|Michael Dawson's Wembley |
Friday, August 13, 2010
Michael Dawson's Wembley Jinx
However, for Michael Dawson, Tottenham's Player of the Year for last season, the new Wembley experience must be something of a disappointment. Over the past three seasons he has had four opportunities to play there but they have not been as memorable as he would have hoped for and if he were a superstitious person he might be starting to feel that the place was jinxed as far as he was concerned.
2007-08 Carling Cup Final
Having helped Spurs reach the Final against Chelsea, appearing in four of the five games on the road to Wembley, including the famous 5-1 semi-final victory over Arsenal at White Hart Lane, Dawson cruelly missed out on the final through injury. Two weeks before the final, he sustained an injury early in the league game at Derby County and was sidelined for a month. However, as the team celebrated their stirring extra time success over Chelsea, Dawson showed his character and his pleasure for his colleagues and the club as he watched from the side-lines with a great smile, obviously enjoying the moment and not being overwhelmed by his own sense of disappointment at not being in the team that day.
2008-09 Carling Cup Final
Twelve months later as Spurs endeavoured to retain the trophy, Michael Dawson made it on to the pitch, partnering Ledley King in central defence. This time he played his part as the defence held firm against the strike power of Manchester United but after extra time the match remained goal-less and Dawson could only watch helplessly as United took the game on penalties. Another disappointment at Wembley for Dawson who had again played in four of the five games on the way to the final.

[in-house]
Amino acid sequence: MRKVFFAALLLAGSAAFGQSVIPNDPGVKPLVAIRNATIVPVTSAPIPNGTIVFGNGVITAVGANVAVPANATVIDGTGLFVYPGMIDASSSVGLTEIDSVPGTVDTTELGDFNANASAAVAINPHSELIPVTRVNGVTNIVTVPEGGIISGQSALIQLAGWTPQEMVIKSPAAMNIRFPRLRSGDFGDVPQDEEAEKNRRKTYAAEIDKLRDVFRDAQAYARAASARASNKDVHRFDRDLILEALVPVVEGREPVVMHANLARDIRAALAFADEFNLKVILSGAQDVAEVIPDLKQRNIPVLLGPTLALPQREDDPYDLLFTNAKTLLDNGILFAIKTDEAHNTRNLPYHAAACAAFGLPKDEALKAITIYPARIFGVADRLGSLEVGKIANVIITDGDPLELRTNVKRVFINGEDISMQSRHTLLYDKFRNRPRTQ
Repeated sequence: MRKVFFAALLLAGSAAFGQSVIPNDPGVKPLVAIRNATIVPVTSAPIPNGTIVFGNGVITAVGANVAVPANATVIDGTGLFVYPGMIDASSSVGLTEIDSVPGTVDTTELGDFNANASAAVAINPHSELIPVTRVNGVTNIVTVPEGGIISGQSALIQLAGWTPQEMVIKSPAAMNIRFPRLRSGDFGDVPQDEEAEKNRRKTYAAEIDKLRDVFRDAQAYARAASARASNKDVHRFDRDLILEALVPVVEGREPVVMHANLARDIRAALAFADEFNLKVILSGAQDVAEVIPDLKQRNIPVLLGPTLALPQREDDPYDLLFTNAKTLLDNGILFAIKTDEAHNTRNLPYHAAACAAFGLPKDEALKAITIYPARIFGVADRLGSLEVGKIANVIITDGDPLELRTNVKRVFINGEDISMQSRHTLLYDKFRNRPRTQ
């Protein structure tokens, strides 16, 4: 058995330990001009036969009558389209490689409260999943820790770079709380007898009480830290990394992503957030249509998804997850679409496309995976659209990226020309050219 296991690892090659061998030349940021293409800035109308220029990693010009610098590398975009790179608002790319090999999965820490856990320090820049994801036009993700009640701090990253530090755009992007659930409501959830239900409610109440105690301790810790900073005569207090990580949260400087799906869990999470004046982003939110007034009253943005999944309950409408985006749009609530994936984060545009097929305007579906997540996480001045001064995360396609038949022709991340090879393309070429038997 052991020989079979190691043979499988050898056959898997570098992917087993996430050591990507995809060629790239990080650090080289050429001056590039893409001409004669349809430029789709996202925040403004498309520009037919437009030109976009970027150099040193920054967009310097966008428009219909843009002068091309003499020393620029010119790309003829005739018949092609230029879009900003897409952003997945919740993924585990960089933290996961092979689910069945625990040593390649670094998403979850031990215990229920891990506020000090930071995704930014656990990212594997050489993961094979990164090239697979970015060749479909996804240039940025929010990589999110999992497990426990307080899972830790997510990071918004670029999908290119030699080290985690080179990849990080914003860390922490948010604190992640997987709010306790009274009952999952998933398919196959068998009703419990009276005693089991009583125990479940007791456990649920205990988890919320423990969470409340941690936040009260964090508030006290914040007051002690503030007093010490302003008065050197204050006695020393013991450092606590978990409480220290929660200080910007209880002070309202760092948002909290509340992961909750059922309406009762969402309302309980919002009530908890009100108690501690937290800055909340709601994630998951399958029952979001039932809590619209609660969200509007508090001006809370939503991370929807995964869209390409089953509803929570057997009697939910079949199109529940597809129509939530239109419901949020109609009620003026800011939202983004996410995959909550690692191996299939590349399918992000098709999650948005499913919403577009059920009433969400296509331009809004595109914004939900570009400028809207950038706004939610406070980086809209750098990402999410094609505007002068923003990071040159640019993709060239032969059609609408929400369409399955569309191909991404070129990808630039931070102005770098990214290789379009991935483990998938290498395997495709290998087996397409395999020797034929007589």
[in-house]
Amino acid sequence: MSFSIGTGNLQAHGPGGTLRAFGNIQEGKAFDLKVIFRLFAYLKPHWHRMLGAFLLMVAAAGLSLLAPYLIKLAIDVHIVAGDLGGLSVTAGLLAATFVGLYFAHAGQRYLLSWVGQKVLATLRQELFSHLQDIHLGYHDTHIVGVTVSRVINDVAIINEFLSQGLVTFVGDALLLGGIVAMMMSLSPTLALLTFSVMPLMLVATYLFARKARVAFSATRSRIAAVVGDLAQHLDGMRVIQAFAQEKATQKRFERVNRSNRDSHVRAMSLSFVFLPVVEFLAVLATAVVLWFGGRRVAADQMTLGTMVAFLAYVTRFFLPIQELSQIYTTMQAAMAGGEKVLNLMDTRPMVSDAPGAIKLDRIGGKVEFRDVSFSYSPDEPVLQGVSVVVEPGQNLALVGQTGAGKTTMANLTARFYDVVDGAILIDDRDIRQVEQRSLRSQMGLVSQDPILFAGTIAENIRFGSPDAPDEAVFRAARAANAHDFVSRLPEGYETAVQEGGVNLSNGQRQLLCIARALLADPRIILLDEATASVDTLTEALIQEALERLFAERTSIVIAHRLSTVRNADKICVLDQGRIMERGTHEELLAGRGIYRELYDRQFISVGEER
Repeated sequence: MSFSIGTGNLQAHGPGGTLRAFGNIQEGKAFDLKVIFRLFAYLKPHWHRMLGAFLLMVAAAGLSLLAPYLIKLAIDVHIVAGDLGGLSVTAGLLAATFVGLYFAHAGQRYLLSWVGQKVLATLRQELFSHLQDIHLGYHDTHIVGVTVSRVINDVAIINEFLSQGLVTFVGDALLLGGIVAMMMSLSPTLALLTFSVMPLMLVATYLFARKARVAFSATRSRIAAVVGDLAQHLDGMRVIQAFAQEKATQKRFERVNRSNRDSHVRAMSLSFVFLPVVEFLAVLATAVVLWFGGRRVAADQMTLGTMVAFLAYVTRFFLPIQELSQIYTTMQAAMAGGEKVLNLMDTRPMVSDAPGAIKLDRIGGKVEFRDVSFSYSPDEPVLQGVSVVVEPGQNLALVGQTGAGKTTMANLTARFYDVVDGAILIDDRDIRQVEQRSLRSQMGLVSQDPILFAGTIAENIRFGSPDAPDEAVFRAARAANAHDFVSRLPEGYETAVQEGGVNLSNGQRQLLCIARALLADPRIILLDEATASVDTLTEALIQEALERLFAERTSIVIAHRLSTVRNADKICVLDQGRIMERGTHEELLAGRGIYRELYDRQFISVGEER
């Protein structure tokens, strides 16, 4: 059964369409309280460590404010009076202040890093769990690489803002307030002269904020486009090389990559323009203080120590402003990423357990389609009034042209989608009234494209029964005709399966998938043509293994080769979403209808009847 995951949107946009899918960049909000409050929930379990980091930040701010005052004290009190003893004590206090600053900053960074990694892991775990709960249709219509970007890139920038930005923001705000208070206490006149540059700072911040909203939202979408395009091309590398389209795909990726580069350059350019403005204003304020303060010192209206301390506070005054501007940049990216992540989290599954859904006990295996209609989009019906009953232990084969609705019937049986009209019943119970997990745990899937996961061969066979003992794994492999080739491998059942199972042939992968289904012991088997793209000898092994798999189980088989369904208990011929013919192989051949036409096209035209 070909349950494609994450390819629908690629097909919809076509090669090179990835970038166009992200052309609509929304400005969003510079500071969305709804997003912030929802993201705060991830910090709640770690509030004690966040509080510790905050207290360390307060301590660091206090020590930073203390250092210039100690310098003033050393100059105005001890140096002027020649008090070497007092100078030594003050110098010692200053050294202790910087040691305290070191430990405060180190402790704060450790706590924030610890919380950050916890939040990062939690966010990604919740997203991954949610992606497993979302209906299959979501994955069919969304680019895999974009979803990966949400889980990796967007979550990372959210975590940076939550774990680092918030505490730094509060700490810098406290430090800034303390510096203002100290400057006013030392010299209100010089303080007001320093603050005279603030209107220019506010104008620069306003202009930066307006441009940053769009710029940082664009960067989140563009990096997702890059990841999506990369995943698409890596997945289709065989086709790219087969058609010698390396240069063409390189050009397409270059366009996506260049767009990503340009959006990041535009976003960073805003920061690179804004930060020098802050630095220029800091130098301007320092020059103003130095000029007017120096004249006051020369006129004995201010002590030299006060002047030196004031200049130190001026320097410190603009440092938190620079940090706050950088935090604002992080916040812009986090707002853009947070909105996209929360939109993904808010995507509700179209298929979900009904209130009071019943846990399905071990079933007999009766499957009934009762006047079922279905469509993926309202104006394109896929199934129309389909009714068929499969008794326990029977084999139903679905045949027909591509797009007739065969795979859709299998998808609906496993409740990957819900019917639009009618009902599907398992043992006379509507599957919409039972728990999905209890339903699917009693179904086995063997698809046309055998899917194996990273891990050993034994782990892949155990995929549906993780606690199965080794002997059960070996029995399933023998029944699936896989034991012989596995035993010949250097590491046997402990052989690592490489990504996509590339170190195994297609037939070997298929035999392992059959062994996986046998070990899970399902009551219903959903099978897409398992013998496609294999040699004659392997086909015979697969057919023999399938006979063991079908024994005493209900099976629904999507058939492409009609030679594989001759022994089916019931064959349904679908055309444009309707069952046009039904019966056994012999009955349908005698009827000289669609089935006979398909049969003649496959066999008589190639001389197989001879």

2009-10 F A Cup Semi-final
Spurs were looking good for another FA Cup final appearance, their first since Gazza and the 1991 success over Nottingham Forest, especially as they were playing Portsmouth whom they had defeated twice in the Premier League and who were facing relegation and were in serious financial difficulty. However, the match didn't go as Spurs would have hoped and Portsmouth displayed much commitment and determination and were proving difficult opponents. With no goals after ninety minutes the match went to extra time and looked to be heading for a penalty decider when the highly criticised Wembley turf played a crucial role in proceedings. Unfortunately, it was Michael Dawson who was to suffer as he slipped at a vital moment when he was about to clear the ball in the centre of the penalty area. The ball fell invitingly for Portsmouth who accepted the gift and went on to secure a two goal victory. Once again Dawson was left to rue his Wembley experience.
August, 2010 - England Debut
After enduring a long summer in South Africa, without getting a game at the World Cup, Michael Dawson finally made his long awaited England debut. Having appeared in a number of England squads, Fabio Capello gave Dawson his first full cap as a second half substitute for John Terry in the friendly against Hungary. In the early moments of the half Dawson looked nervous but with the game goal-less he was settling into the match when he moved to intercept a through ball but missed it allowing Hungary to progress into the penalty area. As the England defence covered the attack, Dawson recovered to try to make amends and when a deflected shot came across the goal, Dawson stretched to clear and prevented it from crossing the line. It was a close call but then the French referee's assistant decreed that the ball had in fact crossed the line and a goal was awarded. Television evidence shows that the ball didn't fully cross the line but Dawson had made the initial mistake which had allowed Hungary to create the goal scoring opportunity. Of course, he was wearing the England shirt with number '13'. Fortunately, as it was a friendly international and as England recovered to win the game, the press didn't make too big an issue of Dawson's blunder on his debut and hopefully he will have the chance to add to his international appearances in the future and avoid being a 'one-cap wonder'.